Come along as we restore my ancestors’ 600-year-old Hopwood Hall Estate!
DOWNTON SHABBY by Hopwood DePree — From HarperCollins Publishers & William Morrow Books: Hollywood producer Hopwood DePree had been told as a boy that an ancestor—who he was named for—had left his family’s English castle in the 1700s to come to America. One night after some wine and a visit to Ancestry.com, Hopwood discovered a photograph of a magnificent English estate with a familiar name: Hopwood Hall, a 60-room, 600-year-old grand manor that had been built on 5,000 acres. And with that, Hopwood DePree’s life took an almost fairytale turn.
Hopwood Hall, in northwest England, was indeed his family’s ancestral home. It had been occupied continuously by the Hopwood family for five centuries until the last remaining male heirs were killed in World War I. Since then, the Hall had fallen gradually into disrepair and was close to collapse. When Hopwood visited, he discovered trees growing in the chimneys, holes in the roof, and water sluicing down walls. It would take many millions to save the Hall—millions that Hopwood certainly didn’t have—but despite the fact that he lived in Los Angeles and had no construction skills, Hopwood DePree came to a conclusion: He would save Hopwood Hall.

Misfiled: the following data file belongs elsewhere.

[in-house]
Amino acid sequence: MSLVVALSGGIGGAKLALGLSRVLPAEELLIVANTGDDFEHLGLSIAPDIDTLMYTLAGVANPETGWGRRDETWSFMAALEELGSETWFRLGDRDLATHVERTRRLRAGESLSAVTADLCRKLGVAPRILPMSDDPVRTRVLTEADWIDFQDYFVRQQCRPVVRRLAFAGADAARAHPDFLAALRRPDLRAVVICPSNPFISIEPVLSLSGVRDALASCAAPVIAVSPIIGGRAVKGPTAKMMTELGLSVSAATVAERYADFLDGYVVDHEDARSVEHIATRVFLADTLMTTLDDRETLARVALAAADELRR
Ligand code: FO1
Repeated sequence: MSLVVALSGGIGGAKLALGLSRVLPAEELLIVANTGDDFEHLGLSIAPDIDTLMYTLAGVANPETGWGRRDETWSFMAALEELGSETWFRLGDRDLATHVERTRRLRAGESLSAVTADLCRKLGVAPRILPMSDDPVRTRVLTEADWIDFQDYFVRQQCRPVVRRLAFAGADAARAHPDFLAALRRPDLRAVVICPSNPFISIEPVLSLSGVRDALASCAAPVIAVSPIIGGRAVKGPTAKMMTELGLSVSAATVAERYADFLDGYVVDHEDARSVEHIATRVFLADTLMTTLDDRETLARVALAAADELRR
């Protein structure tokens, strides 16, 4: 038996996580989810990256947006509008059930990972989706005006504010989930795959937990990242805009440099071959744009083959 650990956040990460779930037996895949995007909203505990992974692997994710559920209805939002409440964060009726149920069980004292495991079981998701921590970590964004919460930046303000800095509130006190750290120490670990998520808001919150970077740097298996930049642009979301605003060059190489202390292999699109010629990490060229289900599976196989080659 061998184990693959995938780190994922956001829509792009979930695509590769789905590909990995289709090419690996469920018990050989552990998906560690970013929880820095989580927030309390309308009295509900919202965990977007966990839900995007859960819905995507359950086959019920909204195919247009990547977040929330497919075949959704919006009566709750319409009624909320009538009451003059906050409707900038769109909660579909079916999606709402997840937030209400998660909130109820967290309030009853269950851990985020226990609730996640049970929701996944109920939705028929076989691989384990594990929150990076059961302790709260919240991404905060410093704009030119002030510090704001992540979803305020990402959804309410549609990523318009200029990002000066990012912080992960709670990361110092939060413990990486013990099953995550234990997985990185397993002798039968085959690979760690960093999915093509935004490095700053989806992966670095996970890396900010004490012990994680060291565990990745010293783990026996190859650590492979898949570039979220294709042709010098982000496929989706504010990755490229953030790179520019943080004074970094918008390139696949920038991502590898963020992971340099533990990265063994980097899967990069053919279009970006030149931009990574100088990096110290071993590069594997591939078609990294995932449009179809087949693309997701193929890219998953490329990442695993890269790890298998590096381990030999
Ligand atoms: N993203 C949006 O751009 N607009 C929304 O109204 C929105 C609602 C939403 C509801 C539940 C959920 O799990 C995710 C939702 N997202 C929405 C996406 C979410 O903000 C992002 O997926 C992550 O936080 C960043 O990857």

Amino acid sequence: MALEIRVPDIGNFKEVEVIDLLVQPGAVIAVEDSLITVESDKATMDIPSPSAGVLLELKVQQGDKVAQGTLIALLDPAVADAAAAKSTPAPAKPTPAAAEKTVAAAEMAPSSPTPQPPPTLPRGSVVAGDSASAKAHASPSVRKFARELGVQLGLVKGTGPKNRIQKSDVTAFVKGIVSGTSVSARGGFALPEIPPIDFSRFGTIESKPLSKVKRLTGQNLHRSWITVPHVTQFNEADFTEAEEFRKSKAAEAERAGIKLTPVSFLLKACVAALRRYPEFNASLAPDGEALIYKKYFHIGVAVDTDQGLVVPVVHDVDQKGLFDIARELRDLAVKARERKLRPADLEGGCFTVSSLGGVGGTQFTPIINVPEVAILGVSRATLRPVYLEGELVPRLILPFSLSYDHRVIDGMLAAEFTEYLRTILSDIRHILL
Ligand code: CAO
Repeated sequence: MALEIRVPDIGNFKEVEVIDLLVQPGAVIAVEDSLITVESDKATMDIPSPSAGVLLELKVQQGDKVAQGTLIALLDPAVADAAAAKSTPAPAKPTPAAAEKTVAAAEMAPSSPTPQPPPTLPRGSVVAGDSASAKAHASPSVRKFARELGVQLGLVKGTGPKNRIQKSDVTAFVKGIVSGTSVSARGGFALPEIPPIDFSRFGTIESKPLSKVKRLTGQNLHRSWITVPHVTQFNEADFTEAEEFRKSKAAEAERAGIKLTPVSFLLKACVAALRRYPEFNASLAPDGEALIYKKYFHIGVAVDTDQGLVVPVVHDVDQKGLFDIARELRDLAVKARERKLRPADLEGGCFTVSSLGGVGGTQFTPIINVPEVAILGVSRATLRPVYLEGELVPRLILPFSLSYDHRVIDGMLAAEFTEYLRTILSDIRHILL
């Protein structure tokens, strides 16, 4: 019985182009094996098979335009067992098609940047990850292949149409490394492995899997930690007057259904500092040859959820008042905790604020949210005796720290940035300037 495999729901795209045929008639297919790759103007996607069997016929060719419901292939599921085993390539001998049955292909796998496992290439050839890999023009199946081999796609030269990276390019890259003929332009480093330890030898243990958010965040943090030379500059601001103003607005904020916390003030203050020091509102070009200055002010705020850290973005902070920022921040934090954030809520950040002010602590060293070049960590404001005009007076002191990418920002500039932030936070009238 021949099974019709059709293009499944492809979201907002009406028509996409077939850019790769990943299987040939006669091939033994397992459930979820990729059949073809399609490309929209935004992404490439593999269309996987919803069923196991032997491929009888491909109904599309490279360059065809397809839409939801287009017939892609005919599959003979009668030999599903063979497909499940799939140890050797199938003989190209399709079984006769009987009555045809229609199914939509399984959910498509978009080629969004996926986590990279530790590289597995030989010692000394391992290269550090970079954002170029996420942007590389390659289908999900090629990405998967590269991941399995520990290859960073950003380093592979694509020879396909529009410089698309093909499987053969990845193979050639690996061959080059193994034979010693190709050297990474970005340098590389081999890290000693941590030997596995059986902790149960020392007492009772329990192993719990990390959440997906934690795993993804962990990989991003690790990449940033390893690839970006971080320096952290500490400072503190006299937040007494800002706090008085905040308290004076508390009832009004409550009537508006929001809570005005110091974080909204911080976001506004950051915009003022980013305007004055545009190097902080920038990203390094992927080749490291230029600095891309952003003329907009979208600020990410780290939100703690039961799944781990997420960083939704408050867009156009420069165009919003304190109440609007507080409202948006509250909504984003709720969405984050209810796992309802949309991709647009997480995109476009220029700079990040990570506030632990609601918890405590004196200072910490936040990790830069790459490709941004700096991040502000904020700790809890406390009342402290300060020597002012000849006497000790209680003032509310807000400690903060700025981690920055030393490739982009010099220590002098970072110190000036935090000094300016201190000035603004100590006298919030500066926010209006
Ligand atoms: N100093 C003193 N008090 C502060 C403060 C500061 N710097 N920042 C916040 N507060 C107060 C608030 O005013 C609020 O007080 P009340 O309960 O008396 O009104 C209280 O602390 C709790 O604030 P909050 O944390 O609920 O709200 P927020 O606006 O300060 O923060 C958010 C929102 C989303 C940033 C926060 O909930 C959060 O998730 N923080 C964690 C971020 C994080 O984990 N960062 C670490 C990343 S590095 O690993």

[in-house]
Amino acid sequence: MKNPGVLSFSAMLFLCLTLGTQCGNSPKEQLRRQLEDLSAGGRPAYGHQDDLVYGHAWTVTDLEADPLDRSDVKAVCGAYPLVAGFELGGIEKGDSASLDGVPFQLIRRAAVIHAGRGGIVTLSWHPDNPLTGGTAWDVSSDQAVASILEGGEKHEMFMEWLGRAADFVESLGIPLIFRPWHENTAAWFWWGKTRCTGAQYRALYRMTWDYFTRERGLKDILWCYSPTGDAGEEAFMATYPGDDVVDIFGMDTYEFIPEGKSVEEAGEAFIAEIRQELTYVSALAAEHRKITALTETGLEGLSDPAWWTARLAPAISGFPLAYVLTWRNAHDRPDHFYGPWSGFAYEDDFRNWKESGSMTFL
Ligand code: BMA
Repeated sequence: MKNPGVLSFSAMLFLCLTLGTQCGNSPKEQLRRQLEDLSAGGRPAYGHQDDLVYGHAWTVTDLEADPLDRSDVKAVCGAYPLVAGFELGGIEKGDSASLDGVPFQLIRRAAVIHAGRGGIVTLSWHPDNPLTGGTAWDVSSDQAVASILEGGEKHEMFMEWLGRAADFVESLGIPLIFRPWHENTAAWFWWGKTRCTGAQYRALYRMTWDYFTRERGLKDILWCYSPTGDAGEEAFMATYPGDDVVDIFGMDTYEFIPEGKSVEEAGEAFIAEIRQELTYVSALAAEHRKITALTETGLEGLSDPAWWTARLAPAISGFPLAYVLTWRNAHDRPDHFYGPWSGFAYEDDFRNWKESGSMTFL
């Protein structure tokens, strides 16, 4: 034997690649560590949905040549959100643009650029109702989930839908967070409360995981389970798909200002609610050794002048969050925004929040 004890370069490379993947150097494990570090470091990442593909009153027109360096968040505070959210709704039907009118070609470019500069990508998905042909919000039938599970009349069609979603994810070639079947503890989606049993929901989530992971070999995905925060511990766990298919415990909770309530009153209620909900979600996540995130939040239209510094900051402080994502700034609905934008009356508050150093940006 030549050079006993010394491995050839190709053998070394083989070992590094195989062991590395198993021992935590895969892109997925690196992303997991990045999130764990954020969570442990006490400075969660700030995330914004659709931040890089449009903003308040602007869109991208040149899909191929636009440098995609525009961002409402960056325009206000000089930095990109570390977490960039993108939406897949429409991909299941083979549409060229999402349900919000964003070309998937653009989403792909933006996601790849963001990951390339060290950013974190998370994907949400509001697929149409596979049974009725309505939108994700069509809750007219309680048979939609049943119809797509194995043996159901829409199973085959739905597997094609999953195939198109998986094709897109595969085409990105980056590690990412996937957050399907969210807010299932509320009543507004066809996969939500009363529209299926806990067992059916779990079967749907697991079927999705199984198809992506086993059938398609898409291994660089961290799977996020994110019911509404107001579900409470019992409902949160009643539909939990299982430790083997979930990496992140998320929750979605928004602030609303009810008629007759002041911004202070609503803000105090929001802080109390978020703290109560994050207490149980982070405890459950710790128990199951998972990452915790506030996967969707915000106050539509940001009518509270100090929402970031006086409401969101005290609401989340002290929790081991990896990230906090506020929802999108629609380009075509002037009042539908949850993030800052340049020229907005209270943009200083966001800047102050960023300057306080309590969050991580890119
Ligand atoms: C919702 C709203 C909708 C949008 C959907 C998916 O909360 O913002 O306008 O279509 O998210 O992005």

Downton Shabby—the name Hopwood coined for the glorious ruin—traces Hopwood DePree’s adventures as he gives up his life in Hollywood and moves permanently to England to save Hopwood Hall from ruin. But the task is far too big for one person, of course. Hopwood discovers that the Hall comes with an unforgettable cast of new neighbors he can call on for help—from the electrician whose mum had fond memories of working at the Hall to gruff caretaker Bob, and the local aristocrats who (sort of) come to accept Hopwood as one of their own. Together, as they navigate the trials and triumphs of trying to save an actual castle, Hopwood finds himself ever further from the security of his old life, but comes to realize that, actually, he’s never been closer to home.